The legacy of terminal cancer patient Brittany Maynard, who fought for the legalization of aid in dying and ended her life in 2014 at age 29, was felt today when California's End of Life Option Act went into effect. Under the act, patients with terminal illness and six months or fewer to live can obtain lethal drugs to take at the time they choose. To do so, they'll need to be deemed mentally competent and make written requests for the medication, as well as two oral requests 15 days apart from one another, and at least two doctors will need to confirm that they have a prognosis of under six months. The End of Life Option Act was inspired in part by Maynard, a California resident whose decision to move to Oregon — one of three states, including Vermont and Washington, where terminal patients can access lethal medication — in order to end her life made national headlines in 2014. "I’m not suicidal...I think it’s a very big misconception that a lot of people have about death with dignity," Maynard told Refinery29 in an interview after she released a video about her choice in partnership with the organization Compassion & Choices. "There is a difference between a person who is dying and a person who is suicidal. I do not want to die. I am dying, and the way that my brain cancer would take me is terrible." After Maynard's death, her widower, Dan Diaz, campaigned alongside Compassion & Choices for the passage of the End of Life Option Act, which California governor Jerry Brown signed on October 5 of last year. "I have...read the letters of those who support the bill, including heartfelt pleas from Brittany Maynard’s family," he wrote of his decision. "I do not know what I would do if I were dying in prolonged and excruciating pain. I am certain, however, that it would be a comfort to be able to consider the options afforded by this bill."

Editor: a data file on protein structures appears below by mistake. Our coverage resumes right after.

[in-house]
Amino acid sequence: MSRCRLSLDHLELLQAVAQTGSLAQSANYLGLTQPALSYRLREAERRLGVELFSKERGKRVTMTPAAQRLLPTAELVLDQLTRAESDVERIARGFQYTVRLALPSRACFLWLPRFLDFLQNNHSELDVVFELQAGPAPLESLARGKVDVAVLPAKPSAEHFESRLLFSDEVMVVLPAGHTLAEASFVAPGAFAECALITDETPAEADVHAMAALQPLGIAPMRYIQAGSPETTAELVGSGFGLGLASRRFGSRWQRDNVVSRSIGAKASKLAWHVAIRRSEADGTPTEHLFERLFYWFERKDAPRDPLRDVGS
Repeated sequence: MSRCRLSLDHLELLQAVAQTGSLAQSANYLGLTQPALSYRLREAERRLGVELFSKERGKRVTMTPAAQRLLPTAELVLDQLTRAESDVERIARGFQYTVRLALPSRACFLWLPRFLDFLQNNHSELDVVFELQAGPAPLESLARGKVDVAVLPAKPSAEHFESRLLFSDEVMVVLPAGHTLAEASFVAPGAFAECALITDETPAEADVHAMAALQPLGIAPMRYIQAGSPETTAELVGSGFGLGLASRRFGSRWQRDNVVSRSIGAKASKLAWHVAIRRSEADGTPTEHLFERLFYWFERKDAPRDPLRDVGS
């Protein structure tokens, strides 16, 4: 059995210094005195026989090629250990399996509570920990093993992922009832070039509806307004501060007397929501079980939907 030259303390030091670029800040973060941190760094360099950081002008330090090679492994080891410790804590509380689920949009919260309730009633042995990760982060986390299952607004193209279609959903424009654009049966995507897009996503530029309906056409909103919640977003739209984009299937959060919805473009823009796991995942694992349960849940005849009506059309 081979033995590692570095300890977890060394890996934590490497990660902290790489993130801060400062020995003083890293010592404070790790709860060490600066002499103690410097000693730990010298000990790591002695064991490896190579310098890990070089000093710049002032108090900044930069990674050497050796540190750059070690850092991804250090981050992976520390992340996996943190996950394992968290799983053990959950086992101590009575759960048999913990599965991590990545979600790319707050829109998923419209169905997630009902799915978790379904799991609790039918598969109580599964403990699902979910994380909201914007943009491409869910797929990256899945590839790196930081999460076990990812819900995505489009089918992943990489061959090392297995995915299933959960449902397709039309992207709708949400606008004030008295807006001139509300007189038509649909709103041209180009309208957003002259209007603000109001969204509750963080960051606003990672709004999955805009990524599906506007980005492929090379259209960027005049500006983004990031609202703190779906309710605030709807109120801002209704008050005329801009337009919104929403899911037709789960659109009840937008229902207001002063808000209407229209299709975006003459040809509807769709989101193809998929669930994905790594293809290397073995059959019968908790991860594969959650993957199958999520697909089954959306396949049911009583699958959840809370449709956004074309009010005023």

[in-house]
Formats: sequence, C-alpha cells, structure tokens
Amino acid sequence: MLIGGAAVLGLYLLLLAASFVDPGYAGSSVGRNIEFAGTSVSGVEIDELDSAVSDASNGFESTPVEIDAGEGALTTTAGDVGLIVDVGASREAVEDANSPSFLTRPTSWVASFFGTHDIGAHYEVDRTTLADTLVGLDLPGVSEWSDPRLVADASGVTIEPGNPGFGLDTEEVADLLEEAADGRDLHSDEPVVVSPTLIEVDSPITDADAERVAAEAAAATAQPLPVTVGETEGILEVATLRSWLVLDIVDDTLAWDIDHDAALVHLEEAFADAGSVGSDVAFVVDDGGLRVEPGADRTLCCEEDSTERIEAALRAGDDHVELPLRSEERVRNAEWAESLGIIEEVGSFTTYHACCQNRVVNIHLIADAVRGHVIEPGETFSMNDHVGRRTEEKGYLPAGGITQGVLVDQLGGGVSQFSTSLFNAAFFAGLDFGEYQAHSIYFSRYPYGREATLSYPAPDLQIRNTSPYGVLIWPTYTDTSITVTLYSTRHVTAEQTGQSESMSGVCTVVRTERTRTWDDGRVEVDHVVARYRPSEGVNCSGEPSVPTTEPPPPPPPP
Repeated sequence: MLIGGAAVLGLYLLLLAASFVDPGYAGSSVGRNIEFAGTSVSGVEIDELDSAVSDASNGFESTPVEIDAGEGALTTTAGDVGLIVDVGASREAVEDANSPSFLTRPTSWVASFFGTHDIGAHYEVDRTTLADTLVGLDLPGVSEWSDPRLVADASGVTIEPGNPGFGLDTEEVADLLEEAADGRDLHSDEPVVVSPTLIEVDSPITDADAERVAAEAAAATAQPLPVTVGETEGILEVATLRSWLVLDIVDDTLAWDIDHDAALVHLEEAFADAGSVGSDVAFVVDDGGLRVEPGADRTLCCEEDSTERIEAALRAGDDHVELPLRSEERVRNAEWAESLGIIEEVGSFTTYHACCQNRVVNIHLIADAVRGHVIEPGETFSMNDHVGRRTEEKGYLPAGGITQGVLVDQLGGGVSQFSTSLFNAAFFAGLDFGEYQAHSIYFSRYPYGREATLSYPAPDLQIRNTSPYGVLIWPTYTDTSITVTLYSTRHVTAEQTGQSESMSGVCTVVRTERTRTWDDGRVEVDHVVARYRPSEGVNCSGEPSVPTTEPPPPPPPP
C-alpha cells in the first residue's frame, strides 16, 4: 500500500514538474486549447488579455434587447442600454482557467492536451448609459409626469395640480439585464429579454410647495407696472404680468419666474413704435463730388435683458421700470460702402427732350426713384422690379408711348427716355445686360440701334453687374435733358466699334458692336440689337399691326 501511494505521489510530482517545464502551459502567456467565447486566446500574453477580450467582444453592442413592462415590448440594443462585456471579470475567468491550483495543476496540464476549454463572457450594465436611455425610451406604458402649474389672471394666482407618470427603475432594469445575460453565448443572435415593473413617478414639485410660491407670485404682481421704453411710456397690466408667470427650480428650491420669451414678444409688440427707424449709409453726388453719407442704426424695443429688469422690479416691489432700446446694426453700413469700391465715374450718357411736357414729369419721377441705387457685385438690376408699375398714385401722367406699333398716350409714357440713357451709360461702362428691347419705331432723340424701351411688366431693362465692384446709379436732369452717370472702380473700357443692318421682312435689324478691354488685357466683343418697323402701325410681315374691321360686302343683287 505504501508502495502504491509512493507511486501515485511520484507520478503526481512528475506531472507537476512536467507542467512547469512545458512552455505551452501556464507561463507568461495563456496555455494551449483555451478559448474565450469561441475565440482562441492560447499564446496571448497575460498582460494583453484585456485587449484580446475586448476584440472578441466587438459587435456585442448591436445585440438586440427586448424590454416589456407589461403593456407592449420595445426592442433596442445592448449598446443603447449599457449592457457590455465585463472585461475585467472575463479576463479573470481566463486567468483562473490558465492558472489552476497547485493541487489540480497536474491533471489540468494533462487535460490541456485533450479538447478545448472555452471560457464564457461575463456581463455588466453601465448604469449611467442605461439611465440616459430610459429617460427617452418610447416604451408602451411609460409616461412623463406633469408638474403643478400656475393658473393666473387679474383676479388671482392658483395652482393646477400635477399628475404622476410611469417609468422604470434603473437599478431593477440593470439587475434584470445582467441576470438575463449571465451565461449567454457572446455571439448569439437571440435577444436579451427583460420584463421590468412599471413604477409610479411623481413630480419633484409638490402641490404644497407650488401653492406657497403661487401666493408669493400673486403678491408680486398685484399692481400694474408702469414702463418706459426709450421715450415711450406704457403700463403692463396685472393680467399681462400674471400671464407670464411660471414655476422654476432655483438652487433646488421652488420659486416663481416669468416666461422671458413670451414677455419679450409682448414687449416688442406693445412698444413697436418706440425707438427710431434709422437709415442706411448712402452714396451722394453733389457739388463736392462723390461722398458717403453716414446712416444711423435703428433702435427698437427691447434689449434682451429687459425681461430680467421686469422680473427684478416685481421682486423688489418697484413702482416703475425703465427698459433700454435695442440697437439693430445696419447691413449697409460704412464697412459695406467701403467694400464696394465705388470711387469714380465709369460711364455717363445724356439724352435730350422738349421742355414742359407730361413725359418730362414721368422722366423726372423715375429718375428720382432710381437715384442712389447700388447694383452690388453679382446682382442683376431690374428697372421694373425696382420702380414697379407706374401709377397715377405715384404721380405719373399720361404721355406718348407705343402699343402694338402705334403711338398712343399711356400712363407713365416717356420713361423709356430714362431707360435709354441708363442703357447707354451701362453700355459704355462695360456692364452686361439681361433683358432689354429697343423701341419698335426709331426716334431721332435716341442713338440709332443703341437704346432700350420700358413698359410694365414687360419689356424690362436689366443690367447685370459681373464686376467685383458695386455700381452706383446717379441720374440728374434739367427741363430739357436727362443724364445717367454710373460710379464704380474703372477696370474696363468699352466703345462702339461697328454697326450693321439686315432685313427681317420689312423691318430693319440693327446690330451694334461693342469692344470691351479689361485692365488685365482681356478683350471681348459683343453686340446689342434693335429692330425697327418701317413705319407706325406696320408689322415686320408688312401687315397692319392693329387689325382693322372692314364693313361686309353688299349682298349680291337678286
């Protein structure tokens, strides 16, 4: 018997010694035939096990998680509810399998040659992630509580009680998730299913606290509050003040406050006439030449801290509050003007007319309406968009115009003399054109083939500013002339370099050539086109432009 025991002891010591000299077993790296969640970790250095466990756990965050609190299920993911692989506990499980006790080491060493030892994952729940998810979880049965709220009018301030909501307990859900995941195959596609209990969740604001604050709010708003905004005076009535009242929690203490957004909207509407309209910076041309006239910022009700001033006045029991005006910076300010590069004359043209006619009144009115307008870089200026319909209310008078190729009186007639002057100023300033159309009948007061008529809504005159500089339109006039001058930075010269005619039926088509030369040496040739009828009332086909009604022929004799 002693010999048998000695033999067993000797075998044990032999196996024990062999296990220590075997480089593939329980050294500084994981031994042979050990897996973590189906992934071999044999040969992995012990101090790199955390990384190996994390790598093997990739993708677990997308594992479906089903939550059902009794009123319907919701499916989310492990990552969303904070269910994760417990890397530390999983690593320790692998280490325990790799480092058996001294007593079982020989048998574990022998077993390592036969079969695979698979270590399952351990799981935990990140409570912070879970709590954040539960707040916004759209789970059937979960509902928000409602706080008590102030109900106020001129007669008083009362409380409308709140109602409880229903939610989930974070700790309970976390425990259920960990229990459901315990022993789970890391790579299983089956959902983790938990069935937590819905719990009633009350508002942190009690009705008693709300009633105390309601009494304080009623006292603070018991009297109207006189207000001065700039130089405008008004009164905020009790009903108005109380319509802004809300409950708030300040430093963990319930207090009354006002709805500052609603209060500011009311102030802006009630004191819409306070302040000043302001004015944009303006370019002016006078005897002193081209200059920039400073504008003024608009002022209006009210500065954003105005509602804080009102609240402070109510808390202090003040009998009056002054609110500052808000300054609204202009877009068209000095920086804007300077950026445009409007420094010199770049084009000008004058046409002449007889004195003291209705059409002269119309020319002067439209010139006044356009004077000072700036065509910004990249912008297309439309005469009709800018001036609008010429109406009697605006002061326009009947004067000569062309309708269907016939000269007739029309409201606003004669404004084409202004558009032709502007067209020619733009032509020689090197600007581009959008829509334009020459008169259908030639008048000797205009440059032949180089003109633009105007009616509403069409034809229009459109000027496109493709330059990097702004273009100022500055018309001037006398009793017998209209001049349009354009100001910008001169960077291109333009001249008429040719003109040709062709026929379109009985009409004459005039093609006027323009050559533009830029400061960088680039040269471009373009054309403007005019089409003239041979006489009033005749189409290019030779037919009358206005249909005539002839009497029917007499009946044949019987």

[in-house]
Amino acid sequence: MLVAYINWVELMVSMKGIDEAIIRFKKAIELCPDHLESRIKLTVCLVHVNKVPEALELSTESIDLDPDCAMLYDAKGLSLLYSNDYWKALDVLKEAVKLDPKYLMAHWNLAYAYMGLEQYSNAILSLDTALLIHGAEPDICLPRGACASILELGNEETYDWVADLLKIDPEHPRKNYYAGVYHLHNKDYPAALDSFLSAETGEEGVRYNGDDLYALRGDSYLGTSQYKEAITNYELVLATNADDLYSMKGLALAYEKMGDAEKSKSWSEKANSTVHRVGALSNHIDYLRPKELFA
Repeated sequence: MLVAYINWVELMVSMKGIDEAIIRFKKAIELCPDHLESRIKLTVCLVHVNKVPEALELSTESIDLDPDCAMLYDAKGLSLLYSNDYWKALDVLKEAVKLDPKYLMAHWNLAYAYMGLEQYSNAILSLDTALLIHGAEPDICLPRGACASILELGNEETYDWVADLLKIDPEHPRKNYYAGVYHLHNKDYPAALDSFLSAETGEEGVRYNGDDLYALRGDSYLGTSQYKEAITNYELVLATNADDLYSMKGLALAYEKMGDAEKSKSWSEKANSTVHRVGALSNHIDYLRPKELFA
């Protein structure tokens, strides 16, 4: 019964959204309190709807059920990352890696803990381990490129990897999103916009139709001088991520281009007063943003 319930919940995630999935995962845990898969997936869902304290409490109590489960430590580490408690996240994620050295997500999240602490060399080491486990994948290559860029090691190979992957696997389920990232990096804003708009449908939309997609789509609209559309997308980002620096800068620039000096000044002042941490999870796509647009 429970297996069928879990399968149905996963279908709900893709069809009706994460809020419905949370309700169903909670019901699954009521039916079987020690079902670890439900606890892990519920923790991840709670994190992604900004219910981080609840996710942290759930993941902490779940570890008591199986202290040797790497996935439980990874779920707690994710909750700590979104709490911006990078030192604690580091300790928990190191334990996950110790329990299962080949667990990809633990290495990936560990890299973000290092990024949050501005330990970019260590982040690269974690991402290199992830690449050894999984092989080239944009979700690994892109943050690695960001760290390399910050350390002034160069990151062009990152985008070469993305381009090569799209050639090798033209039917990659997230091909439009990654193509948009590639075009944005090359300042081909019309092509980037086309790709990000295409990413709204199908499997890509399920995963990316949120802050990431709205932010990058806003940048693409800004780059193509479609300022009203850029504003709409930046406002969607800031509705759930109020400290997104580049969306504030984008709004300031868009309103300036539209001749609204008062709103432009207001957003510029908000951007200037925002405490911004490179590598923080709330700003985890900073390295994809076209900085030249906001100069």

Diaz echoed this emphasis on choice in a statement on the enactment of the act yesterday, The Huffington Post reports. "[Brittany] didn’t have to be consumed with that fear of that brutal dying process that was coming for her," he said. "This program, its very existence empowers the individual and it provides a great sense of control and relief." Now, terminally ill Californians won't have to leave the state to access that control.